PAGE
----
“Useful.” She spat the word. “Honorable. Victoria said your wife came up with the notion you should compromise the general’s daughter, made it a dying request to you. I hate this wife of yours, Matthew. I always will.”
His expression was bleak, but again, he did not argue. “She was better at the game than I was. Her plan was brilliant.”
Mary Fran marched up to him, so angry she could have shouted. “What was brilliant about a plan that compromised your honor and left your future a bloody shambles? When Victoria told me of this, I could barely keep my temper, Matthew.”
He uncrossed his arms. “The general’s daughter was passing secrets—perhaps unwittingly—to the Russian pretending to court her, and compromising her was a way to get her back to England without letting anybody know she’d been caught. This scheme also kept the girl safe, in that the other side would not have spared her once they realized we’d used her to pass false information.”
You spared your Queen embarrassment, kept a dying promise to your wife, saw a foolish young woman safely home to England, but
She turned her back on him, because the upset of it was still too raw. “I could have lost you over a stinking little military scandal, except you were clever enough to get around your vows and promises and see the truth laid at my feet. I love you, you dratted man, but I hate the truth.”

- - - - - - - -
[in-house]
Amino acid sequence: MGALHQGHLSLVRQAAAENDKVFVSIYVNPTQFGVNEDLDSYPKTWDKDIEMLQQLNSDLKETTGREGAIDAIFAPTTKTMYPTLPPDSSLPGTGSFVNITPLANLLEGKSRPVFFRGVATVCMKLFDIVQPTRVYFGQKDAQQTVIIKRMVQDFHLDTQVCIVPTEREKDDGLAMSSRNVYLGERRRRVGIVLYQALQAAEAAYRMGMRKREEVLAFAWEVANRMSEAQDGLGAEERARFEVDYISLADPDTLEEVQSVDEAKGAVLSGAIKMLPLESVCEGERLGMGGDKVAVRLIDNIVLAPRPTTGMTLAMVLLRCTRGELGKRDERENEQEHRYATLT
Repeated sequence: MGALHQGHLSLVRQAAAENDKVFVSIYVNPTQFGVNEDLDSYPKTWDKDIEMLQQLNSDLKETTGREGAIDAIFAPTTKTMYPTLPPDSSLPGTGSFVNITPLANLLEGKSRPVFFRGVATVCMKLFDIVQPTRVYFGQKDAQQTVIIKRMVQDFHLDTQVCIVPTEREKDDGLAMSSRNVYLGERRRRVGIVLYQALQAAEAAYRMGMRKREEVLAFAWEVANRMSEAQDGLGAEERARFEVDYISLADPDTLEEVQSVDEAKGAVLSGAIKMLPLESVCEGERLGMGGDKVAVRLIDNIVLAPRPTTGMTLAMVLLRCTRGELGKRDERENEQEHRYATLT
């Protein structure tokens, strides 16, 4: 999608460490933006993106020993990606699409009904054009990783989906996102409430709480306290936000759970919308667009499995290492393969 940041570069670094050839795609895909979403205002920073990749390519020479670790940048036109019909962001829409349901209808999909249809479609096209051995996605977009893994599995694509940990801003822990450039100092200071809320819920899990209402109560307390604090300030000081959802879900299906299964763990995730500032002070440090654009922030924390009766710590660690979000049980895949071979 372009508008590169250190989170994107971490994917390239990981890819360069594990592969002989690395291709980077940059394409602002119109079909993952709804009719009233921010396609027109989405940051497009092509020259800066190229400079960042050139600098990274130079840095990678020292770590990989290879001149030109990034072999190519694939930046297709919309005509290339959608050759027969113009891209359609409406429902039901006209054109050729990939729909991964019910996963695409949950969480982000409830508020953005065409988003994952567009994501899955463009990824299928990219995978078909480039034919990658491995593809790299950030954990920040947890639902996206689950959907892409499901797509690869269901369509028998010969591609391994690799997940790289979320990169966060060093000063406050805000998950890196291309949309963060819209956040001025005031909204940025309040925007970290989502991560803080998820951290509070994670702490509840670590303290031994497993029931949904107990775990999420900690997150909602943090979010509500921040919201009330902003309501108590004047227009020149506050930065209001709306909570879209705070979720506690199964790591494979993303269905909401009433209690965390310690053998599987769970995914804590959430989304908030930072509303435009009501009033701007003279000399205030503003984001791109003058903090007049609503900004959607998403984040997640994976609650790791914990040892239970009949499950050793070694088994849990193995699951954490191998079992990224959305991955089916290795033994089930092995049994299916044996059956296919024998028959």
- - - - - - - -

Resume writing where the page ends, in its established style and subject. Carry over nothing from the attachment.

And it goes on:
A white handkerchief scented with cedar dangled over her shoulder.
“When you thought it a stinking little military scandal—just another randy officer misbehaving with a foolish young lady—you were willing to marry me, Mary Fran. If I didn’t love you before, I will always love you for that.”
She snatched the handkerchief from him and blotted her eyes. “I want to wallop you, and you talk of love. What if Her Majesty hadn’t been willing to trust me with the truth?”
A hand slipped around her waist, and a muscular male chest warmed Mary Fran’s back. “Then I would have told you, somehow, in some version that skirted all those vows and all that honor. I’d made that decision while I was traveling from here to London and back in less than a week. I could not let you go on thinking I’d play false with a woman’s honor out of something as cavalier as drunkenness or carelessness. Doubt me all you like, Mary Fran, but never again doubt your own judgment. The rest of the world, even my own father, can think what they please, but you deserved the truth.”
A second hand slid around Mary Fran’s waist and tugged her gently back against Matthew’s taller frame. “What am I to do with you, Matthew? The thought of your sacrificing your good name when I know how much it means to you… I’d like to skelp your bum but good, but I love you—heaven help me.”
“You can do both, you know. Love me and skelp my bum.”
His chin came to rest on her temple, and Mary Fran stood in his embrace for long moments, absorbing the calm of him. She turned and wrapped her arms around him when it became apparent he’d said all he felt needed to be said.
“Is there more, Matthew?”
“More I cannot tell you?”
She nodded against his chest, dreading his answer.
“There’s more I have to say to you, but nothing more about my time in the Crimea. I did a lot of translating, a lot of lurking and overhearing, and not much flirting. Russians are a jealous lot, with good aim and loads of determination. War with them will be a difficult undertaking.”